Debbie Harry Sings in French
by Meagan Brothers
Henry Holt and Co., Available Now
I was completely surprised by this book. Perhaps there just aren't enough books out there that deal with teens struggling with cross-dressing. And to go beyond that, this books deals with all kinds of things. We've got teen alcoholism, death of a parent, depression, school bullying, homosexuality, teen sexuality, goth culture, divorce, and the list goes on. Perhaps there are a bit too many "issues" in this book, but at the heart of it is a story about a teen struggling to find his place in the world.
When Johnny nearly dies from a mixture of drugs and alcohol at a dance club, his mother puts him in rehab. When he returns, he doesn't feel like he's the same person anymore. It's hard for him to connect with his goth friends, he doesn't want to drink anymore, and he has an uber-obsession with Blondies lead-singer, Debbie Harry.
In Debbie Harry, he says someone who is tough-as-nails, beautiful, and completely cool. He wants to be just like Debbie Harry. When Johnny's girlfriend buys him a dress just like the one Debbie Harry wears on an album cover, he's ashamed and confused by the gift. Part of him wants to yell at his girlfriend for even thinking that he'd want the dress. While another part of him wants to try it on.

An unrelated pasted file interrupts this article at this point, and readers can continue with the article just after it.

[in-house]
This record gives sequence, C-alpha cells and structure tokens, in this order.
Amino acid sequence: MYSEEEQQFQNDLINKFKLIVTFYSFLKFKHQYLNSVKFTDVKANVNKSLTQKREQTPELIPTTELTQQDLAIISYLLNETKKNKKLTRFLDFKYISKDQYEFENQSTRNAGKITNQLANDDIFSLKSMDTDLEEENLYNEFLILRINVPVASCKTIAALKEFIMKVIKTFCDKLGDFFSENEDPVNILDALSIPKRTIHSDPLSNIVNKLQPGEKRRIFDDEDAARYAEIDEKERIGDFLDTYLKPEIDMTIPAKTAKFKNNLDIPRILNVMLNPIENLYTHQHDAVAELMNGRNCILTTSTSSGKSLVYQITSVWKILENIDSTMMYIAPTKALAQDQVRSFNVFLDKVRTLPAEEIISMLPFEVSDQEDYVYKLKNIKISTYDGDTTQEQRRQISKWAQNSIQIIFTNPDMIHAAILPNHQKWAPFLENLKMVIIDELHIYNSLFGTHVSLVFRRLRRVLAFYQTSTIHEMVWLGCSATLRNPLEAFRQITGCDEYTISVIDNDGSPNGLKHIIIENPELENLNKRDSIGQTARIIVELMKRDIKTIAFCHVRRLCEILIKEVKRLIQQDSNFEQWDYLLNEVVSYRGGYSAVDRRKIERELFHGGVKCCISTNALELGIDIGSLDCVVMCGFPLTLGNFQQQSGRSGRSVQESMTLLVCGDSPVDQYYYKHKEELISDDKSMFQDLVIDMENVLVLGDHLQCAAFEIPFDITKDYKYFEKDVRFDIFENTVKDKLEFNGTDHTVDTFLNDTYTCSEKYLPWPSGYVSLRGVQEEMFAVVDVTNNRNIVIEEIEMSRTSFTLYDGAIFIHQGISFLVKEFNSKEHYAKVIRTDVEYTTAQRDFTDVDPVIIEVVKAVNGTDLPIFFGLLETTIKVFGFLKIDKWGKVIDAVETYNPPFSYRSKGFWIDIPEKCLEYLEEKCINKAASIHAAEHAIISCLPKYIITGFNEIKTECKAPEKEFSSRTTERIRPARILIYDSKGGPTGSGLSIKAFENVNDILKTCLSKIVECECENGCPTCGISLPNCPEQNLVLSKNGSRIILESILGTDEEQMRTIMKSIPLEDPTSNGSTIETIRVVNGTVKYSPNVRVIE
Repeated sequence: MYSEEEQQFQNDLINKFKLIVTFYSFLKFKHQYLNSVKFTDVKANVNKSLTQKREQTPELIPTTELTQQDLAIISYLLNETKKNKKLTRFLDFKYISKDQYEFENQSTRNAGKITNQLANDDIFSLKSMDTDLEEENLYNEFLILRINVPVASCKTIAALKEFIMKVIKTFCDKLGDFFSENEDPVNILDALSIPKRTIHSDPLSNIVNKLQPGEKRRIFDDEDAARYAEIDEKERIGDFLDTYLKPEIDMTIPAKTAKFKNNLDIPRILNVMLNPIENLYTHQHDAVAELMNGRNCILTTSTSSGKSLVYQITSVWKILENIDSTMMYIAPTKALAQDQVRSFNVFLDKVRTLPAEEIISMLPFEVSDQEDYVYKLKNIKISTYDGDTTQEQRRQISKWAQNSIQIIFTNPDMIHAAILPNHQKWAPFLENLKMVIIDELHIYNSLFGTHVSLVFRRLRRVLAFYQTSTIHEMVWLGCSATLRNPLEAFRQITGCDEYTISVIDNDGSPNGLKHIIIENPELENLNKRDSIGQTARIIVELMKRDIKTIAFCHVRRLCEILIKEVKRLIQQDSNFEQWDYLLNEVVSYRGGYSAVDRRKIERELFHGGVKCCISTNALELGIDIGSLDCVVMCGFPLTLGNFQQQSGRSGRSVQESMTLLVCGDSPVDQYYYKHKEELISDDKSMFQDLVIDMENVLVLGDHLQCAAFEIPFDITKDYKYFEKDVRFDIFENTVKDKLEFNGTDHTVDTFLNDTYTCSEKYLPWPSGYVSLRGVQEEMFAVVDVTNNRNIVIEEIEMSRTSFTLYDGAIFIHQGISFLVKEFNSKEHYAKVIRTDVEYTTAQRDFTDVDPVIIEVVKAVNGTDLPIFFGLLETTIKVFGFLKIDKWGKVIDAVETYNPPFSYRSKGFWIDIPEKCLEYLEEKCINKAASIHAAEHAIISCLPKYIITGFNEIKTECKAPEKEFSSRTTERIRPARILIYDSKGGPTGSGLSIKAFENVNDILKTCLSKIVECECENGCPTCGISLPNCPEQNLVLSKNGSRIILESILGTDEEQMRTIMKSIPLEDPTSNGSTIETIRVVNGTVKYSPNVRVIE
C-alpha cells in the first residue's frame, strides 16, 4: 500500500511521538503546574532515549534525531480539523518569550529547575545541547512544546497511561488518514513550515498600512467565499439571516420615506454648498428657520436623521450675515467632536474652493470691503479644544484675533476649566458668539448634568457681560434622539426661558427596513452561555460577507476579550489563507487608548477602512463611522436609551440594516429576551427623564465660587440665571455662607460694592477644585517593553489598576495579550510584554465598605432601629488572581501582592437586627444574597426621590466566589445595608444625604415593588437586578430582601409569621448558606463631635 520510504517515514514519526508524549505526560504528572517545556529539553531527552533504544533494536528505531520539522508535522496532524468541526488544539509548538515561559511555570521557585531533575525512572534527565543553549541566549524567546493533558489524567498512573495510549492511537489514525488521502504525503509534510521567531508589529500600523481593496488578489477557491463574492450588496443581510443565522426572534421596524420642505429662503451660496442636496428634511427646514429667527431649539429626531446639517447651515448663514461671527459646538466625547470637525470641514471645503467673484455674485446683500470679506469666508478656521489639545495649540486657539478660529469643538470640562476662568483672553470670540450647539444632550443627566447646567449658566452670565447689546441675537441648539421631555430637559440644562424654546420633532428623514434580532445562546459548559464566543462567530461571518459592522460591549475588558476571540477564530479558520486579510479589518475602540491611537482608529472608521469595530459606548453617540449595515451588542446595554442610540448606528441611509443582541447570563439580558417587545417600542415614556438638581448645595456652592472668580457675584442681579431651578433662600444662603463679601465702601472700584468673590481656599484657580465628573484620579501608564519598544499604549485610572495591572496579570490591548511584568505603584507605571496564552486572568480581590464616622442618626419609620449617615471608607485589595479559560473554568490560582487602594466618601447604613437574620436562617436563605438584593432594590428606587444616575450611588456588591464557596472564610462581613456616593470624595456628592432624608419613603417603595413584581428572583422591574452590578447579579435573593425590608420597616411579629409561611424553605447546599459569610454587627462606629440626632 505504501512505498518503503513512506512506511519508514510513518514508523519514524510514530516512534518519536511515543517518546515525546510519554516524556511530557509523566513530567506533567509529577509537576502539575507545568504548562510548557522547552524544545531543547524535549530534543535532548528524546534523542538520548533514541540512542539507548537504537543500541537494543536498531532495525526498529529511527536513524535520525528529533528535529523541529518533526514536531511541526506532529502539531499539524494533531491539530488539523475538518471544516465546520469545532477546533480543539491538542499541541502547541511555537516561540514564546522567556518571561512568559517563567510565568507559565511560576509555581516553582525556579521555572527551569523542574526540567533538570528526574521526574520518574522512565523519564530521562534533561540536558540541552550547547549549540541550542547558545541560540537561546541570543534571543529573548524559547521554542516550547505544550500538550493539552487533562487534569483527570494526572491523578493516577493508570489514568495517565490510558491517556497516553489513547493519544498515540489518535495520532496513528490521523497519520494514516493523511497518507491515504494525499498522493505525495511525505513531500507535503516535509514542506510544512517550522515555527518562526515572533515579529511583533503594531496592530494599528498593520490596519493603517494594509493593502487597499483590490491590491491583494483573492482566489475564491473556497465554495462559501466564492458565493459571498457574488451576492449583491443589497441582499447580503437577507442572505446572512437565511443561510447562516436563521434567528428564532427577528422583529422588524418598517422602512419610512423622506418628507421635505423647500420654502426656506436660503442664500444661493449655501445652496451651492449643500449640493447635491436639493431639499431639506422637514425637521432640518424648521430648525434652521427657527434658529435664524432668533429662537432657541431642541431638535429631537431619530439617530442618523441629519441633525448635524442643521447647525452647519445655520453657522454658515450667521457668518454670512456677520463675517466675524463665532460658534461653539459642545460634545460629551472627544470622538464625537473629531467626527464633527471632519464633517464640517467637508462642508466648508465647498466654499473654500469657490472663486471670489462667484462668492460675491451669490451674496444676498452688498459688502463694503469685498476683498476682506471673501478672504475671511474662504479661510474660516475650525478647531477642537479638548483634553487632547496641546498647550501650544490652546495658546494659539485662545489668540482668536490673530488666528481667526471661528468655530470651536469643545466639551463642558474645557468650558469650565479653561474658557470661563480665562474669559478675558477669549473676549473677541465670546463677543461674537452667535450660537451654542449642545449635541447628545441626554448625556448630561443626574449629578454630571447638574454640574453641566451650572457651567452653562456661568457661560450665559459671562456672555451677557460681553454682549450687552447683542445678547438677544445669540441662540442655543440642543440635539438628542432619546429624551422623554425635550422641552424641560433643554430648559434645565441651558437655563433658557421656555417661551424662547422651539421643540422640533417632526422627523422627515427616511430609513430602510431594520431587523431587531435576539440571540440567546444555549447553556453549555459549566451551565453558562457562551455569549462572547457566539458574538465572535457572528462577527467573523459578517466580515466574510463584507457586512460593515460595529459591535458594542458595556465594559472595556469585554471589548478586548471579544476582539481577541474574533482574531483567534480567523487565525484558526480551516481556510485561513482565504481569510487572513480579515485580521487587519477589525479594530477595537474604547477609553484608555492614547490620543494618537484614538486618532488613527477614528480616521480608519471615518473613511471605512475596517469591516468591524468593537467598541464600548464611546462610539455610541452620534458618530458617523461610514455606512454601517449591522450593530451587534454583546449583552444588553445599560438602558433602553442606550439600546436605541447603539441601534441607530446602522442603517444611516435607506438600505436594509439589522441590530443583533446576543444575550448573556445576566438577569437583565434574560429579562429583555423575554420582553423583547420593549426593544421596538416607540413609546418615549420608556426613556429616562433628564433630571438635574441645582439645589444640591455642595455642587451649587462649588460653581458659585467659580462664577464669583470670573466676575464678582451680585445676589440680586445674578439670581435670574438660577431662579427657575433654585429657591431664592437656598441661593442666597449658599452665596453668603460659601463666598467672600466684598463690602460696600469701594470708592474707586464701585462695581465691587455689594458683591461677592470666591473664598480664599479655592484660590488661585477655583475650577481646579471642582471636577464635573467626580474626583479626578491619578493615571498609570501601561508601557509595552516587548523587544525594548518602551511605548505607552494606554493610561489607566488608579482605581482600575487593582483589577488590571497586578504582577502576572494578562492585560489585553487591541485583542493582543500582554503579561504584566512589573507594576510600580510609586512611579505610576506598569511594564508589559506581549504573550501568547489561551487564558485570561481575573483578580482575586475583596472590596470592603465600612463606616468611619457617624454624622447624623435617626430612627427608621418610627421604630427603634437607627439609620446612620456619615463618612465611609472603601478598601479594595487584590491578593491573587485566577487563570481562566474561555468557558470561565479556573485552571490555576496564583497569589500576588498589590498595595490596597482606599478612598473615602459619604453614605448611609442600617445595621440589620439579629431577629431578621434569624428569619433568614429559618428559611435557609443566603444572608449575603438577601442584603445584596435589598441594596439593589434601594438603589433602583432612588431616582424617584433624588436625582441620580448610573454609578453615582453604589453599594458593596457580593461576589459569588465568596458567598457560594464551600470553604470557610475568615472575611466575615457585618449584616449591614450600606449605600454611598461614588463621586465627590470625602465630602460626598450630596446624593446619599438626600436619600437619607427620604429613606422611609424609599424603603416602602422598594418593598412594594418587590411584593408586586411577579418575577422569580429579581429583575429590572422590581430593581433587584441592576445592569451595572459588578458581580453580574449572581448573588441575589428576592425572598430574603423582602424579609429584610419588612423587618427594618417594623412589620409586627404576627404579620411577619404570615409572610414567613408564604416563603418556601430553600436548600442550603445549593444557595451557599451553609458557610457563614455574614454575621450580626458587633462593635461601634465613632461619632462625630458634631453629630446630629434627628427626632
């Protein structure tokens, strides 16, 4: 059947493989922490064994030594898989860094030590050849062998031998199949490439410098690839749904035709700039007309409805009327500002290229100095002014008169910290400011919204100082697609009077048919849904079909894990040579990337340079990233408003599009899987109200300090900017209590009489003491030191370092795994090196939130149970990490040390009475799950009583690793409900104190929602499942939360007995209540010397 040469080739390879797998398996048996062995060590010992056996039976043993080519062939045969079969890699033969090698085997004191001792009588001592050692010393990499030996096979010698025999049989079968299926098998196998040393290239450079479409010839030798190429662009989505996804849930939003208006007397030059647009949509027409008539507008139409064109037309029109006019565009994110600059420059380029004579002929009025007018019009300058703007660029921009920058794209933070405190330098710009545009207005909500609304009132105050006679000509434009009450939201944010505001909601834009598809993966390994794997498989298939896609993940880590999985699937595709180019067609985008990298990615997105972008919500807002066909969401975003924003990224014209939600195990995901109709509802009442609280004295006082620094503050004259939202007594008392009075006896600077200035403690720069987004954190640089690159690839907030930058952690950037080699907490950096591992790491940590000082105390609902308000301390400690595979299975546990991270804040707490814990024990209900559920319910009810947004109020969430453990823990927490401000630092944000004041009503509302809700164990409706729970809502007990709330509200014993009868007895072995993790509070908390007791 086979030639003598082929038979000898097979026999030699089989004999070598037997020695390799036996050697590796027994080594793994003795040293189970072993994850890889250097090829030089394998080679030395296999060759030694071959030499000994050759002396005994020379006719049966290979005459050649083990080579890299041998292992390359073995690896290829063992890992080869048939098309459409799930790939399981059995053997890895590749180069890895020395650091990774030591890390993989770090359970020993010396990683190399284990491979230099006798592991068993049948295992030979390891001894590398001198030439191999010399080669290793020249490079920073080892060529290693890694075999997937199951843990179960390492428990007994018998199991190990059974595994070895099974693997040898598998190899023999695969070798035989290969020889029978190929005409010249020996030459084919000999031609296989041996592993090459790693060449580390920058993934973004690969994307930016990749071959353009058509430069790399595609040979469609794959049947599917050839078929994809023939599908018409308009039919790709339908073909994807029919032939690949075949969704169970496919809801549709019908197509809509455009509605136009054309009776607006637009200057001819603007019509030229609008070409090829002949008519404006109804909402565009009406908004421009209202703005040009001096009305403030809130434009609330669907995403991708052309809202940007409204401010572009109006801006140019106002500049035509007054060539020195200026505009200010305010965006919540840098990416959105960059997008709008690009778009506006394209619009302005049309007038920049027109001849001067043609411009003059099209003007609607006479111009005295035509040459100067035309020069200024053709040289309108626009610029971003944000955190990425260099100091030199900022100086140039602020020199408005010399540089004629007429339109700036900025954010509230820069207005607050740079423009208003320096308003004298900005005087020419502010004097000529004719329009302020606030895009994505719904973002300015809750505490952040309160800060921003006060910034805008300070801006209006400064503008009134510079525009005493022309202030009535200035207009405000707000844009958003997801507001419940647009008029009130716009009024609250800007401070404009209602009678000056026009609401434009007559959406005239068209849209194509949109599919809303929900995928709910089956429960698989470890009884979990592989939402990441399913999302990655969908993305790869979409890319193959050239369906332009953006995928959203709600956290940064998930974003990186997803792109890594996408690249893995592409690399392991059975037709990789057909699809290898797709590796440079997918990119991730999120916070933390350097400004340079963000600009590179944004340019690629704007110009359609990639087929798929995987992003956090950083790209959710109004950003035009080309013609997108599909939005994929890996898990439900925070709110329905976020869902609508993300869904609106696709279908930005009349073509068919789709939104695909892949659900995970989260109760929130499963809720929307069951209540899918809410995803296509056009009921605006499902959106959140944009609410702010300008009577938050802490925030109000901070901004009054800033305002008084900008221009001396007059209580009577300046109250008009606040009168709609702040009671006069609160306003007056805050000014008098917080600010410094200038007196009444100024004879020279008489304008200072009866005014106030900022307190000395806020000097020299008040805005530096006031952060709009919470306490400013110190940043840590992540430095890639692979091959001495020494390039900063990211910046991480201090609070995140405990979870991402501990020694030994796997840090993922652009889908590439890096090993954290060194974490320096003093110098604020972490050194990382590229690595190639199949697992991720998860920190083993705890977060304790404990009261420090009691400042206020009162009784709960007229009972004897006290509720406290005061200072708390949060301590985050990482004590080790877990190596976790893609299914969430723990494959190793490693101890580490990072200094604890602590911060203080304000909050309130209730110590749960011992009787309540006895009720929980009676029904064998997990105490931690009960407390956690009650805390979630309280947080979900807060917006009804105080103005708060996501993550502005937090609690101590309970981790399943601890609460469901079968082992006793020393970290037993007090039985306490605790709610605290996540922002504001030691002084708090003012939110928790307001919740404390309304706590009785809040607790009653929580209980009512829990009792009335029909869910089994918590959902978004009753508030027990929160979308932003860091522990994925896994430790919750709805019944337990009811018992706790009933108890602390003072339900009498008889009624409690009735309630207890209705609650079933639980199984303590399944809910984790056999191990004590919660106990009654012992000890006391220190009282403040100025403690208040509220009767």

Much of Debbie Harry Sings in French is new territory for me. I'm not familiar with Goth culture, nor with cross-dressing for that matter. What I enjoyed about the book was I didn't feel left out of the subjects in the book even though I wasn't familiar with them. Johnny explains why he dresses the way he does and he does it with honesty and clarity.
For various reasons, this is a great book. You come away caring about Johnny and wanting the best for him.
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